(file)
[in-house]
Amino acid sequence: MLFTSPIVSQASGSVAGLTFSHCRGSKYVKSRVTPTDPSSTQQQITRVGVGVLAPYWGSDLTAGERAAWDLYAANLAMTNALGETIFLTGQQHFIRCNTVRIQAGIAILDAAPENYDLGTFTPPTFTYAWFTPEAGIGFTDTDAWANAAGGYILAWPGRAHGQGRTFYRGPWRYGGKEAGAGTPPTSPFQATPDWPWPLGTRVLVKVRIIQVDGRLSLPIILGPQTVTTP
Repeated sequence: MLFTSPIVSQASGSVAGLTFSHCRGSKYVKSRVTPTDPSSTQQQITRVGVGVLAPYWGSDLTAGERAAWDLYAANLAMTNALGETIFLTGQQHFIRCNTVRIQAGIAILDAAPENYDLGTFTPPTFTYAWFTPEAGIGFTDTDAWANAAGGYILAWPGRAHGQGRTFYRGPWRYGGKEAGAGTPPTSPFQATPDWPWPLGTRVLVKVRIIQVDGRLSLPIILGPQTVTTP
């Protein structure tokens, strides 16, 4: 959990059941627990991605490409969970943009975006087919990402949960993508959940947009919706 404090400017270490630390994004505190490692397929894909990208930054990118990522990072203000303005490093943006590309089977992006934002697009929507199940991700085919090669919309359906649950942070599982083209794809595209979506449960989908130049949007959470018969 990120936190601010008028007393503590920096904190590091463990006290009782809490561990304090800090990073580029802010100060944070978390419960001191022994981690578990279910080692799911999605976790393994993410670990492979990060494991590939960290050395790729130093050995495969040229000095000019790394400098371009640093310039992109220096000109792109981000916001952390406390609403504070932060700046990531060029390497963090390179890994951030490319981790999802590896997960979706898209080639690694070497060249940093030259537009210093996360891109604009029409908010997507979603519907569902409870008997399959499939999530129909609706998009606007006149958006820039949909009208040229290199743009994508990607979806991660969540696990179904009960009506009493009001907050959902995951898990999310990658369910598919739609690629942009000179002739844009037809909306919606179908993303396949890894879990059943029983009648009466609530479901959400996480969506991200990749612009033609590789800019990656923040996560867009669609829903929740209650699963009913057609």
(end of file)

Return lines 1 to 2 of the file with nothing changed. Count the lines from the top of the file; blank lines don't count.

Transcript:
[in-house]
Amino acid sequence: MLFTSPIVSQASGSVAGLTFSHCRGSKYVKSRVTPTDPSSTQQQITRVGVGVLAPYWGSDLTAGERAAWDLYAANLAMTNALGETIFLTGQQHFIRCNTVRIQAGIAILDAAPENYDLGTFTPPTFTYAWFTPEAGIGFTDTDAWANAAGGYILAWPGRAHGQGRTFYRGPWRYGGKEAGAGTPPTSPFQATPDWPWPLGTRVLVKVRIIQVDGRLSLPIILGPQTVTTP